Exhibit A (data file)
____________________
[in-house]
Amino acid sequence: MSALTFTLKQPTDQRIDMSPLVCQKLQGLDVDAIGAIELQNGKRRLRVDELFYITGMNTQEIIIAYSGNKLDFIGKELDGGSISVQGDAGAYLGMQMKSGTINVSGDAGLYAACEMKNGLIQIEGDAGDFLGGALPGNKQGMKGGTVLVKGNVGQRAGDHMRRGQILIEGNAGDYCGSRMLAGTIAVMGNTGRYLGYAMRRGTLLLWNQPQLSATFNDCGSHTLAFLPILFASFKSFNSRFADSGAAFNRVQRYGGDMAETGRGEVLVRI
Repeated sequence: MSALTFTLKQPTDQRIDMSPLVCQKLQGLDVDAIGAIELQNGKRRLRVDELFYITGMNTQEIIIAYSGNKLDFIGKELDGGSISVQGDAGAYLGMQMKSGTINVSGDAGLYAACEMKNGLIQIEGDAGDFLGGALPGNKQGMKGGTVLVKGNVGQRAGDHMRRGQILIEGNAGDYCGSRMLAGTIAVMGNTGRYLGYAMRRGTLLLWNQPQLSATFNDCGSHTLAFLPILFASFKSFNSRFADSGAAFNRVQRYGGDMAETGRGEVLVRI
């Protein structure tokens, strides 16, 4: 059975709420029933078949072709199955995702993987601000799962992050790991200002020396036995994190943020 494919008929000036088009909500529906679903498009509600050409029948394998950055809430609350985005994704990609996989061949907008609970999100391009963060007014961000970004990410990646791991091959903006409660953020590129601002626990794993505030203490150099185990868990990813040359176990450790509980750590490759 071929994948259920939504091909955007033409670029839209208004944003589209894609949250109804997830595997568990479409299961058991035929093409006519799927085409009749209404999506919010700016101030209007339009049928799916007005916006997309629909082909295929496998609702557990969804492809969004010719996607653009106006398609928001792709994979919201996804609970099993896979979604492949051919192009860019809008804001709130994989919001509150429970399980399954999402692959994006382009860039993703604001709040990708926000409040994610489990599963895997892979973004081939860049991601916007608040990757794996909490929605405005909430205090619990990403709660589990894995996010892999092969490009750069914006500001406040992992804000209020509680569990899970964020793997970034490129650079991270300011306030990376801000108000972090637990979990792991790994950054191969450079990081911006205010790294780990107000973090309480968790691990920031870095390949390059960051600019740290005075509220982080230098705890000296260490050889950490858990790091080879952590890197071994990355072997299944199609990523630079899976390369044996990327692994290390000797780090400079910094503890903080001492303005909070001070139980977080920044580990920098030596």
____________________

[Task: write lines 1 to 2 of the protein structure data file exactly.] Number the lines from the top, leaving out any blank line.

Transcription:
[in-house]
Amino acid sequence: MSALTFTLKQPTDQRIDMSPLVCQKLQGLDVDAIGAIELQNGKRRLRVDELFYITGMNTQEIIIAYSGNKLDFIGKELDGGSISVQGDAGAYLGMQMKSGTINVSGDAGLYAACEMKNGLIQIEGDAGDFLGGALPGNKQGMKGGTVLVKGNVGQRAGDHMRRGQILIEGNAGDYCGSRMLAGTIAVMGNTGRYLGYAMRRGTLLLWNQPQLSATFNDCGSHTLAFLPILFASFKSFNSRFADSGAAFNRVQRYGGDMAETGRGEVLVRI